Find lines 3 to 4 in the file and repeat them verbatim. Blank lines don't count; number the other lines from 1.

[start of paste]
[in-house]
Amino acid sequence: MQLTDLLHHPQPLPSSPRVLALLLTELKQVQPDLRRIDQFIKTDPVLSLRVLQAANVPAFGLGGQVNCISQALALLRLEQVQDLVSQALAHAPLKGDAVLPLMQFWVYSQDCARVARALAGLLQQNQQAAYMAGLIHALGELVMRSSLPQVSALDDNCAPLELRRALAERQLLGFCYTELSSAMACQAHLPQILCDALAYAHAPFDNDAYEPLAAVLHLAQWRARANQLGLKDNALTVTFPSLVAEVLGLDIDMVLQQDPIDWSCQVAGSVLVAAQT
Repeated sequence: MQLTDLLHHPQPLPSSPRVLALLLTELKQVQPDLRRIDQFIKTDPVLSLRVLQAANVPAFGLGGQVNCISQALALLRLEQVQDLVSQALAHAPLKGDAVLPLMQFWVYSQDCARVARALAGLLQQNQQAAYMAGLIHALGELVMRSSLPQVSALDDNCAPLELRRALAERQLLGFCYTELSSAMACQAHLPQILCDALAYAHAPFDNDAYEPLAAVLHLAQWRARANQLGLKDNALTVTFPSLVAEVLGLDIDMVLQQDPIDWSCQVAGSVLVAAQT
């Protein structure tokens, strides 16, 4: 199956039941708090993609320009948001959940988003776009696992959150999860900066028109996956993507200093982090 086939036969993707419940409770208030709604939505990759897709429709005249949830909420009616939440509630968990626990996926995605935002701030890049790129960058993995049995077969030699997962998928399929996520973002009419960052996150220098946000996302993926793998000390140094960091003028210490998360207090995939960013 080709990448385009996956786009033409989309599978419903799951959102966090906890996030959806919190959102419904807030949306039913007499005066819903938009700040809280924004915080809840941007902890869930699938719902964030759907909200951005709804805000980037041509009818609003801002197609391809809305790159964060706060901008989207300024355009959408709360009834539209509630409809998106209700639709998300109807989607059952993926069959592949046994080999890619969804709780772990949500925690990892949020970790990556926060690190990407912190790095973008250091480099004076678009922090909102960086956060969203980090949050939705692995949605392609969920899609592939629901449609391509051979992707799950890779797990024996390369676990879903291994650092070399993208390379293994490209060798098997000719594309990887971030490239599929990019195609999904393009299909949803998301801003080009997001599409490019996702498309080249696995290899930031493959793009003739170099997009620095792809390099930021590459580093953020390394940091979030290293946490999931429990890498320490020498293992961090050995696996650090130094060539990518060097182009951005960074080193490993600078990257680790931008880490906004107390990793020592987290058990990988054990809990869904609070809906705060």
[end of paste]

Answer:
Repeated sequence: MQLTDLLHHPQPLPSSPRVLALLLTELKQVQPDLRRIDQFIKTDPVLSLRVLQAANVPAFGLGGQVNCISQALALLRLEQVQDLVSQALAHAPLKGDAVLPLMQFWVYSQDCARVARALAGLLQQNQQAAYMAGLIHALGELVMRSSLPQVSALDDNCAPLELRRALAERQLLGFCYTELSSAMACQAHLPQILCDALAYAHAPFDNDAYEPLAAVLHLAQWRARANQLGLKDNALTVTFPSLVAEVLGLDIDMVLQQDPIDWSCQVAGSVLVAAQT
């Protein structure tokens, strides 16, 4: 199956039941708090993609320009948001959940988003776009696992959150999860900066028109996956993507200093982090 086939036969993707419940409770208030709604939505990759897709429709005249949830909420009616939440509630968990626990996926995605935002701030890049790129960058993995049995077969030699997962998928399929996520973002009419960052996150220098946000996302993926793998000390140094960091003028210490998360207090995939960013 080709990448385009996956786009033409989309599978419903799951959102966090906890996030959806919190959102419904807030949306039913007499005066819903938009700040809280924004915080809840941007902890869930699938719902964030759907909200951005709804805000980037041509009818609003801002197609391809809305790159964060706060901008989207300024355009959408709360009834539209509630409809998106209700639709998300109807989607059952993926069959592949046994080999890619969804709780772990949500925690990892949020970790990556926060690190990407912190790095973008250091480099004076678009922090909102960086956060969203980090949050939705692995949605392609969920899609592939629901449609391509051979992707799950890779797990024996390369676990879903291994650092070399993208390379293994490209060798098997000719594309990887971030490239599929990019195609999904393009299909949803998301801003080009997001599409490019996702498309080249696995290899930031493959793009003739170099997009620095792809390099930021590459580093953020390394940091979030290293946490999931429990890498320490020498293992961090050995696996650090130094060539990518060097182009951005960074080193490993600078990257680790931008880490906004107390990793020592987290058990990988054990809990869904609070809906705060």